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phosim_release / Instance Catalog

Instance Catalog

This is the main input file to PhoSim. There are two parts to the instance catalog: the observation parameters and the astrophysical inputs. Neither has any required inputs, so use the commands only to specify what is important to your simulation.

Observation Parameters

The observation parameters have no required inputs. The values will either be calculated self-consistently from other parameters or chosen from a distribution.

Common inputs

A common method is to choose to specify ra/dec or alt/az, but not both. However, you can specify inconsistent parameters for with the mjd/latitude/longitude if desired. Unspecified parameters that cannot be calculated self-consistently can be chosen from a distribution.

  • rightascension X (X= Unrefracted Right Ascension in decimal degrees)
  • declination X (X = Unrefracted Declination in decimal degrees)
  • azimuth X (X= Unrefracted Azimuth in decimal degrees)
  • altitude X (X = Unrefracted Altitude in decimal degrees)
  • mjd X (X= MJD of observation (e.g. 51544.5))
  • rottelpos X (X= Angle of sky relative to telescope in decimal degrees)
  • filter X (X= filter number starting at 0)
  • vistime X (X= total exposure time in seconds of observations (including read out times between exposures))
  • nsnap X (X= number of exposures in a sequence)

Advanced Inputs

The following sun/moon/time parameters or environmental parameters would most likely not be used because they can be self-consistently calculated by PhoSim. However, they can be specified and do not have to be consistent for certain studies. For example, moving the Moon below the horizon even if its not there for a given date/time or pretending you are an observer waiting for a particular good seeing value can be useful.

  • date X (X= Date of observation in format: 2000/1/1/0.5)
  • rotskypos X (X = Angle of sky relative to camera coordinates (from North over East) in decimal degrees)
  • moondec X (X = Declination of moon in decimal degrees)
  • moonra X (X = Right Ascension of moon in decimal degrees)
  • moonalt X (X= Altitude of moon in decimal degrees)
  • dist2moon X (X = distance to moon in degrees)
  • moonphase X (X = phase of moon from 0 to 100)
  • sunalt X (X= Altitude of the sun in decimal degrees)
  • seeing X (X= seeing at zenith at 500 nm (set to -1 for random))
  • temperature X (X= temperature in Celsius)
  • pressure X (X= mmHg)

The following bookkeeping and configuration parameters are also optional, but useful for simulation of calibration data (see the walkthrough), naming files, or setting the random number seed.

  • telconfig X (X=telescope configuration (0=dome open/dome light off ; 1=dome closed/dome light off; 2=dome closed/dome light on)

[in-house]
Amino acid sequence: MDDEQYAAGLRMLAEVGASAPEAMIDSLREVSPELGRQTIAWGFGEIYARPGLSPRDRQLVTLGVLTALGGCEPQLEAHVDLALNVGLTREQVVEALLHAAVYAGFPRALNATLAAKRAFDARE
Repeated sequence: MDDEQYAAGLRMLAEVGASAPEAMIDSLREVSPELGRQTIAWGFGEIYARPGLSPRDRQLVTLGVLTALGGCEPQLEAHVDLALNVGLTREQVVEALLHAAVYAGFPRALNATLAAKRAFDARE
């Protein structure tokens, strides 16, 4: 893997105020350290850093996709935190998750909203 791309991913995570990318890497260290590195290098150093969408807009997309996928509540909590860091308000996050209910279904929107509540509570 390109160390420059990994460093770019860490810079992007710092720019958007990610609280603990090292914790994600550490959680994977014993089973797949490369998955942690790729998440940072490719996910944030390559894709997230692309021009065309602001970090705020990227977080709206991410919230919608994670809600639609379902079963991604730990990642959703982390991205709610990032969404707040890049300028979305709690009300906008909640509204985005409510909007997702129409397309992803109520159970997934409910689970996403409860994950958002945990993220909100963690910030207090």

• camconfig X (X=camera configuration (For LSST: bitmask where first bit is science sensors on; second bit is wavefront sensors on; third bit is guiders on))
  • domeint X (X= dome light intensity (mag per sq. arcseconds), if on)
  • domewav X (X = wavelength of dome light (nm), 0 to use flat SED)
  • overdepbias X (X = operating voltage of CCD)
  • ccdtemp X (X = CCD temperature (K))
  • obshistid X (X = observation identifier (names files))
  • seed X (X= random number seed)
  • minsource X (X=minimum number of source on chip to bother to simulate it)
  • isdithered X (X=0/1 (not used in phosim, except in header))
  • ditherra X (X=distance (degrees) (not used in phosim, except in header))
  • ditherdec X (X=distance (degrees) (not used in phosim, except in header))

Astrophysical inputs

The astrophysical inputs have no required inputs, but you will have to do at least one object or catalog command to produce any photons.

Simple Catalog Generation

  • stars X Y Z (X=lower magnitude limit, Y=upper magnitude limit, Z=diameter of catalog in degrees)
  • galaxies X Y Z (X=lower magnitude limit, Y=upper magnitude limit, Z=diameter of catalog in degrees)
  • stargrid X Y Z (X=spacing of sources in degrees, Y=size of catalog in degrees, Z= magnitude of sources)
  • includeobj X (X=external file that has the objects below. This is used only for massive catalogs.)

Individual Object Specification

For every object you wish to add, put the following line at the end of the instance catalog file. Note: an astrophysical object could be composed of more than one line (e.g. a bulge and disk of a galaxy). This enables complex wavelength-dependent morphologies.

object ID RA DEC MAG_NORM SED_NAME REDSHIFT GAMMA1 GAMMA2 KAPPA DELTA_RA DELTA_DEC SOURCE_TYPE source_pars DUST_REST_NAME dust_pars_1 DUST_LAB_NAME dust_pars_1

  • ID (A floating point number to keep track of the object, which is unused by PhoSim)
  • RA (The right ascension of the center of the object or image in decimal degrees.)
  • DEC (The declination of the center of the object in decimal degrees)
  • MAG_NORM (The normalization of the flux of the object. We use AB magnitudes at 500 nm (in the source's rest frame). This is roughly equivalent to V (AB) or g (AB).